EU sanctions six companies accused of ‘undermining stability’ in Sudan

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European Council says the firms sanctioned are linked to weapons procurement and manufacturing in war-ravaged country.

The European Council (EC) has imposed sanctions on six companies for their alleged involvement in financing and arming the warring Sudanese army and the paramilitary Rapid Support Forces (RSF).

The six entities were responsible for “supporting activities undermining the stability and political transition of Sudan”, the EC said in a statement on Monday.


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Among the companies sanctioned were three controlled by the Sudanese Armed Forces (SAF), including the Defense Industries System conglomerate, which Brussels said had estimated revenues of $2bn in 2020.

The other three companies sanctioned were involved in procuring military equipment for the RSF.

The Sudanese army and the RSF have been fighting since mid-April in a war that has killed more than 12,000 people and which the United Nations says has displaced 7.5 million.

“The entities listed are subject to asset freezes. The provision of funds or economic resources, directly or indirectly, to them or for their benefit is prohibited,” the EC said.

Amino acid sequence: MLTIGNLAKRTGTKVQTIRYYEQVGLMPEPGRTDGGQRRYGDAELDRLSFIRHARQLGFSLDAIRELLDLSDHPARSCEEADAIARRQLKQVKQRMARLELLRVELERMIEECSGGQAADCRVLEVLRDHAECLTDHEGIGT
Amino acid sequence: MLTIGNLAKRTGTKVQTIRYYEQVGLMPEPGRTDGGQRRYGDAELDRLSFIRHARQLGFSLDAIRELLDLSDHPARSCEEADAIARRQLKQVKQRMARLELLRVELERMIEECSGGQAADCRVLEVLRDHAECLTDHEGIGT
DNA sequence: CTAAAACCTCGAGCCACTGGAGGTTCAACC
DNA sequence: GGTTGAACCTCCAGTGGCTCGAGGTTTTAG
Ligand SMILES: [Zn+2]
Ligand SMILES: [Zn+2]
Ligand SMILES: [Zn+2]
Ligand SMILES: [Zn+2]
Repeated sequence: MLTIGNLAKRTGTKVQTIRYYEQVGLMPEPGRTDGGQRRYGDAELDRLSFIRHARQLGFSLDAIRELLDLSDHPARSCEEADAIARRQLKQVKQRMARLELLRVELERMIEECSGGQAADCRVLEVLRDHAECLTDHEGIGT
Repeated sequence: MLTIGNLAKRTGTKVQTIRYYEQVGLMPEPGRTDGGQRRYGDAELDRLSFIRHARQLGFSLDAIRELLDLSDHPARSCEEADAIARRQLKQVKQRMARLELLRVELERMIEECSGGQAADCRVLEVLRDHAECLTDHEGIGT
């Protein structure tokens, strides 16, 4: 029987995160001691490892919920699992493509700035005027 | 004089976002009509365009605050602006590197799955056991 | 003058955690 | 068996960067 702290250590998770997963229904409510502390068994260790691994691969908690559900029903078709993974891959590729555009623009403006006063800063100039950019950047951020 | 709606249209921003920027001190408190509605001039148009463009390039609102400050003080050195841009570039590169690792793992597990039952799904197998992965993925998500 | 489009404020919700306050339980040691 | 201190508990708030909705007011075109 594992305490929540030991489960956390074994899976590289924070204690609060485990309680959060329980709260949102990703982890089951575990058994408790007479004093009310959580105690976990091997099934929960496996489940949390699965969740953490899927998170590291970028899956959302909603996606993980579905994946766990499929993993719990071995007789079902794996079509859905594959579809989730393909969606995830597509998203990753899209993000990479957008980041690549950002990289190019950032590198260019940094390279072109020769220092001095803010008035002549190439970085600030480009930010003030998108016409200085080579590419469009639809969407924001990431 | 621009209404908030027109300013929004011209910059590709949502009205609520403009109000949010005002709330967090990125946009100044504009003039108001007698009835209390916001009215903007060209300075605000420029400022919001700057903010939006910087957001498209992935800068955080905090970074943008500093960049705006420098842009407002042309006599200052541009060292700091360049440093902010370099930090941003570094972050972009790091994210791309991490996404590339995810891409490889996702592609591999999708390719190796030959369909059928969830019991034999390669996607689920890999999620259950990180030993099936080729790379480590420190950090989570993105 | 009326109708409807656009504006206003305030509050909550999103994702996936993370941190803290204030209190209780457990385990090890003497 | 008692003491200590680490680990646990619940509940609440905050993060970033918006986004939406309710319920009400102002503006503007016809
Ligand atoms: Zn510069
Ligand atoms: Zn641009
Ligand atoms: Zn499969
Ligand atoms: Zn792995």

“The EU remains deeply concerned about the humanitarian situation in Sudan and reaffirms its steadfast support for, and solidarity with, the Sudanese people,” it added.

The bloc is mirroring steps taken by the United States, which in June imposed the first sanctions related to the conflict in Sudan by targeting two firms associated with the SAF and the RSF. The UK followed by taking similar measures against businesses linked to Sudanese military groups.

In November, the European Union condemned an escalation of violence in Sudan’s Darfur region, warning of the danger of another genocide after the conflict there between 2003 and 2008 killed some 300,000 people and displaced more than two million.

The fighting has continued to escalate despite international attempts to forge a lasting ceasefire.

On Saturday, Sudan’s government suspended its membership in the Intergovernmental Authority on Development (IGAD), the East African regional bloc that has tried to broker talks between the country’s warring parties.

The conflict broke out over an internationally backed plan to merge the RSF into the army and begin a transition towards elections.

The army and the RSF had shared power after longtime ruler Omar al-Bashir was toppled in a popular uprising in 2019. The two sides had also jointly staged a coup in 2021 that upended efforts to steer Sudan towards democracy.

Throughout the current war, both the army and the RSF have been accused of war crimes, including the indiscriminate shelling of residential areas, torture and arbitrary detention of civilians.

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